Pictured: "Sea Sky II," encaustic on paper, 4 x 10 inches

PRACTICING WHAT WE PREACH: Work by Maine Art Educators

This exhibition brought together the creative work of art educators from around the state and celebrates the studio practice and exploration that takes place beyond the classroom.

THE MILL-ENNIAL: Celebrating the Art and Artists of the Cities on the Saco

Sixty-one works of art, 39 local artists, two great art venues, and one amazing community!


America's most iconic artist finished his career right here on Saco Bay. This exhibition, on the 100th anniversary of his death here in Maine, celebrated his long and illustrious career as a graphic artist. "In a Place By Himself: The Graphic World of Winslow Homer" was made possible by a grant from Saco & Biddeford Savings Institution.

A Treasured Ten: A Decade of Collecting at the Saco Museum

A Treasured Ten: A Decade of Collecting at the Saco Museum, featured a dazzling array of additions to the museum's collections since the start of the millennium. Paintings by masters of the Hudson River School, rare and important furniture and silver by 19th-century Saco artisans, and a magnificent selection of folk art sculpture were among the highlights of this exhibition.

Faces of Literacy, Voices of Courage

The special exhibition Faces Of Literacy, Voices Of Courage celebrated hope and success by highlighting people who have changed their lives through the Maine Literacy Volunteers Network. This special exhibition included about 20 photographs of Maine literacy learners, their tutors, and families by students and recent graduates of Portland's Maine College of Art.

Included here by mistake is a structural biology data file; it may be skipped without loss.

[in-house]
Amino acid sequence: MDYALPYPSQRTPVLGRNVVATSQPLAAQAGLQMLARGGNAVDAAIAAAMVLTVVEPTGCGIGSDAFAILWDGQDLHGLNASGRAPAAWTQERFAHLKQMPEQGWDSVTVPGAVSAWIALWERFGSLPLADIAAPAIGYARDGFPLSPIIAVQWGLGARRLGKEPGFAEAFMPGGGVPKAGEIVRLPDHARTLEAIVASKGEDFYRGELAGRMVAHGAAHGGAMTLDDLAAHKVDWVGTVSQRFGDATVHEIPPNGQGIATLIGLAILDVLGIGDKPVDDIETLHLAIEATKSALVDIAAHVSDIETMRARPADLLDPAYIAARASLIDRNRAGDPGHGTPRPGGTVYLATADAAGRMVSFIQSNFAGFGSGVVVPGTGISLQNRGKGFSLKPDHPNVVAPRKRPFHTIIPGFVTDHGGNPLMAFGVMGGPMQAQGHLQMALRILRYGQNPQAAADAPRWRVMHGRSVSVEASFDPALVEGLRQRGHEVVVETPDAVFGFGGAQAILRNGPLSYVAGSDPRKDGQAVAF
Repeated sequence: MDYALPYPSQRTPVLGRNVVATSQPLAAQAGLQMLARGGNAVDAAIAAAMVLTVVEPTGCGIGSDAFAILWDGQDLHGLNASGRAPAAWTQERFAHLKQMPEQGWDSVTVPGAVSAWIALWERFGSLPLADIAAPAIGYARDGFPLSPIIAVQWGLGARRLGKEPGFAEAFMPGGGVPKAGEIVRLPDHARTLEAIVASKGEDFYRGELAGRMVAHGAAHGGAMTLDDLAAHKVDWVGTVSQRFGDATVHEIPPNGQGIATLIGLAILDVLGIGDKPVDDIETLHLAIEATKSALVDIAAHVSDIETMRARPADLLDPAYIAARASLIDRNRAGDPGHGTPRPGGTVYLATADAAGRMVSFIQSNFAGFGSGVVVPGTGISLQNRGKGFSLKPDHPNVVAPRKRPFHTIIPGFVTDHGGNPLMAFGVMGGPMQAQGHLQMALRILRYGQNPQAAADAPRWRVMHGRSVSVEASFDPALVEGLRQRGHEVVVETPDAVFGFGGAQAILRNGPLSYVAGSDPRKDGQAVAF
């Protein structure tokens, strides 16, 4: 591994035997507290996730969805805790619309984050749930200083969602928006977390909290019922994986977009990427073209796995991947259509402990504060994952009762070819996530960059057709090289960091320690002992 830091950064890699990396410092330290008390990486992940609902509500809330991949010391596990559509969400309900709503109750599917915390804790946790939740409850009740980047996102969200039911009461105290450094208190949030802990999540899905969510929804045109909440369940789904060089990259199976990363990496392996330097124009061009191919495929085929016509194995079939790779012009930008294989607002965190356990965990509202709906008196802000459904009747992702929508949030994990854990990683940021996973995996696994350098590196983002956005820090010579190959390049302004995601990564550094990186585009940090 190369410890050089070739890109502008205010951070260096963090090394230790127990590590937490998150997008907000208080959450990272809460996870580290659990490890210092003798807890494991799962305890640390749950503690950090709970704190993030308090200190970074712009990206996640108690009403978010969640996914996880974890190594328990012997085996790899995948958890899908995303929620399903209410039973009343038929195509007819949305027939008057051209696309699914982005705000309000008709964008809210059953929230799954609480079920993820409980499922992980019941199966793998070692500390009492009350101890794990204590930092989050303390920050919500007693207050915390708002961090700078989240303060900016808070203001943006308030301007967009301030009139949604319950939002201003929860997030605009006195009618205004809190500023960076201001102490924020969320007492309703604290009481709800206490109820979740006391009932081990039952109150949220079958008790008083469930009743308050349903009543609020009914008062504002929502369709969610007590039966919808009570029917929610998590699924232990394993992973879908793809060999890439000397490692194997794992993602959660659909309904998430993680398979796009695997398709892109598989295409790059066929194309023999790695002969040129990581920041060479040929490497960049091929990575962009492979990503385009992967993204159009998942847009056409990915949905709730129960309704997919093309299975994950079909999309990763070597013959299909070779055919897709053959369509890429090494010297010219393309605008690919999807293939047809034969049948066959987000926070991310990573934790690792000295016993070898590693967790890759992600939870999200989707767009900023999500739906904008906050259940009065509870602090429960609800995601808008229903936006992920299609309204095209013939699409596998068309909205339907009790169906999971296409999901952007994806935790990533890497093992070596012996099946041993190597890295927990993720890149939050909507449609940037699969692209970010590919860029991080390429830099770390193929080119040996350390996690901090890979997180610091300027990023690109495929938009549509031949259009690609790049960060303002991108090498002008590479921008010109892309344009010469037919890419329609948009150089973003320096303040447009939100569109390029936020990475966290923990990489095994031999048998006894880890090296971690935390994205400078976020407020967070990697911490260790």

For more than two hundred years, the Saco River Valley has nurtured a unique regional painting tradition. This special installation of works from the Saco Museums permanent collection spotlighted some of the key artists and subjects of that tradition, including portraits, landscapes, and still lifes by Gibeon Bradbury, John Brewster, Jr., William S. Gookin, Charles Henry Granger, William Matthew Prior, Hannah Skeele, and others.



The Pastel Painters of Maine, PPOM, hosted their Tenth International Juried Exhibition, For Pastels Only. This special exhibition and sale displayed works by pastel artists from Maine and beyond. There were 264 entries submitted by 100 artists from 22 states and Canada. Of these, 60 pieces by 50 artists representing 16 states were chosen. Sixteen of the exhibiting artists were from Maine, including Sandy Katz of Saco. The juror of selection for the exhibit was Bob Rohm, a signature member of the Pastel Society of America, National Academy of Professional Plein Air Painters, Oil Painters of America, and the author of The Painterly Approach.